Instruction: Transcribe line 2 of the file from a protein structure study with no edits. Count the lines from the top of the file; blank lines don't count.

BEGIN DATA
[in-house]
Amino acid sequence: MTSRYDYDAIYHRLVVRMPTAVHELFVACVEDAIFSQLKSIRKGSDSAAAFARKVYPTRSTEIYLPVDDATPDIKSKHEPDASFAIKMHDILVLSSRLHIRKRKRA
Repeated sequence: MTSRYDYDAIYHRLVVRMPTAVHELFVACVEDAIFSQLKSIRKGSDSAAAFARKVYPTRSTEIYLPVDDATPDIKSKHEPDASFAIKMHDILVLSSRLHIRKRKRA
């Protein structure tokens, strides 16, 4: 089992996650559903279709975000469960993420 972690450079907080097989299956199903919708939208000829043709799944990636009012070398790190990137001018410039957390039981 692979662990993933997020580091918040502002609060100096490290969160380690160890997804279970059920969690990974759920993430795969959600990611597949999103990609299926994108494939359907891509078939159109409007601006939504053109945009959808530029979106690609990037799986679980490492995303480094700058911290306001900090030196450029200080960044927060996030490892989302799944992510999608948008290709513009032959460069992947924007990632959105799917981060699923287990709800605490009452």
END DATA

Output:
Amino acid sequence: MTSRYDYDAIYHRLVVRMPTAVHELFVACVEDAIFSQLKSIRKGSDSAAAFARKVYPTRSTEIYLPVDDATPDIKSKHEPDASFAIKMHDILVLSSRLHIRKRKRA